Original Motion Picture Score
United Artists Records UAG 30098 Stereo (September 1977)

The original UK pressing featured a gatefold sleeve
with a selection of stills from the film

Moonraker Original Motion Picture Soundtrack

Moonraker Original Motion Picture Soundtrack rear sleeve

Moonraker
Original Motion Picture Soundtrack
United Artists Records UAG 30247 Stereo (July 1979)

 

For Your Eyes Only Original Motion Picture Soundtrack

For Your Eyes Only Original Motion Picture Soundtrack rear sleeve

For Your Eyes Only
Original Motion Picture Soundtrack
Liberty Records LBG 30337 Stereo (June 1981)

 

Octopussy Original Motion Picture Soundtrack

Octopussy Original Motion Picture Soundtrack rear sleeve

Octopussy
Original Motion Picture Soundtrack
A&M Records AMLX 64967 Stereo (June 1983)

 
A View To A Kill Original Motion Picture Soundtrack

A View To A Kill Original Motion Picture Soundtrack rear sleeve

A View To A Kill
Original Motion Picture Soundtrack
Parlophone ‎064 24 0349 1 Stereo (June 1985)

 

The Living Daylights Original Motion Picture Soundtrack

The Living Daylights Original Motion Picture Soundtrack rear sleeve

The Living Daylights
Original Motion Picture Soundtrack
Warner Bros Records WX 111 Stereo (June 1987)

 

Licence To Kill Original Motion Picture Soundtrack

Licence To Kill Original Motion Picture Soundtrack rear sleeve

Licence To Kill
Original Motion Picture Soundtrack
MCA Records MCG 6051 Stereo (July 1989)

 

Original soundtrack?
Although the James Bond albums always bear the words ‘Original Motion Picture Soundtrack [or Score]’ this is not actually the case. As with all motion picture recordings, the music heard in the film is usually different to that which appears on the soundtrack album. Two separate sessions usually take place; one where the music that the director, composer and film editor have spotted, timed and chosen for the final sound mix is recorded, and another session often with different musicians when the soundtrack album recordings are performed. Some soundtrack album recordings often combined several different tracks for a more pleasurable listening experience, omitting many of the shorter cues which only appear in the film as brief punctuation to a scene, or to support the action on screen. Composers themselves will sometimes create album versions of certain music tracks that bear little resemblance to what appeared in the film. Other cues are combined into suites, or cross-faded to create a new hybrid track.

The Spy Who Loved Me soundtrack album poster

For the release of the expanded and remastered James Bond compact discs issued by Capitol-EMI in 2002, producer Lukas Kendall in most instances had access  to the recording session master tapes, and was able to include many pieces not used on the original soundtrack album. Several cues, most notably the gunbarrel sequences, have been restored to their rightful place at the start of many tracks and most films now have this iconic piece of music included on the compact disc version of the soundtrack album. Other tracks such as the opening of ‘A Drop in the Ocean’ from You Only Live Twice and ‘Moon Buggy Ride’ from Diamonds Are Forever, now have additional passages of music included.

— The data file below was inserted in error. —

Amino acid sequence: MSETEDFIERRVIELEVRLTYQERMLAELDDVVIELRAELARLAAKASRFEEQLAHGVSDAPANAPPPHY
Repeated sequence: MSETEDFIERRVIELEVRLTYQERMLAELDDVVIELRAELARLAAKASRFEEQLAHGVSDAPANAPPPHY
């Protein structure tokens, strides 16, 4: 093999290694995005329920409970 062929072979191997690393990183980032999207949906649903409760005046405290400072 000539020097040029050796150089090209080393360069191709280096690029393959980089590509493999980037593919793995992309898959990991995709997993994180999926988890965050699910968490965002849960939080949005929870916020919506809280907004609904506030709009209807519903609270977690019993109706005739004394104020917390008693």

Perhaps the most frustrating James Bond soundtrack release is The Spy Who Loved Me composed by Marvin Hamlisch. As the soundtrack album is a re-recording, many tracks sound very different to how they appeared in the film, whilst others are unique to the LP. Even the great Bernard Herrmann, who re-recorded his own Psycho score several times, could never replicate the ferocity and tempo of the original film recording sessions. Although the Bond LPs are now for the most part greatly expanded from their original release, and appear on compact disc in vastly superior sound quality to the earlier releases, many audiophiles are returning to the long playing record format, and several soundtracks have been reissued on vinyl in recent years. Naturally the LP format means fewer tracks, but sometimes less is more. Many classic albums have a much better listening experience in their shorter version than those expansions with every single note of music placed in the correct running order. The recent expanded re-releases of David Arnold's The World Is Not Enough and Die Another Day from US label LaLaLand Records have everything fans could possibly want and more, now spread across two CDs. Although the master tapes for The Man With The Golden Gun do exist and were available to Lukas Kendall in 2002, there were insufficient funds remaining to complete the project and they went back on the shelf. Who knows? Maybe one day we'll see further expanded remastered James Bond CDs, as there is still much unreleased music from the earlier films that deserves to be heard.

Read the full fascinating
story behind the album regarded by some music
critics as the
finest-sounding
LP of all time!

 

There is one James Bond record however that always stood head and shoulders above all else, and whose sound quality on vinyl made it one of the most sought-after recordings of all time. The film is the one that most fans prefer to forget, but who can forget the outstanding quality of the music? It can only be 1967's Casino Royale - the film that was too much for one James Bond!

Tijuana-What Brass!

   

UK EPs and Compilation albums

US Soundtrack albums


FACT FILES INDEX

 

FACT FILES The James Bond Films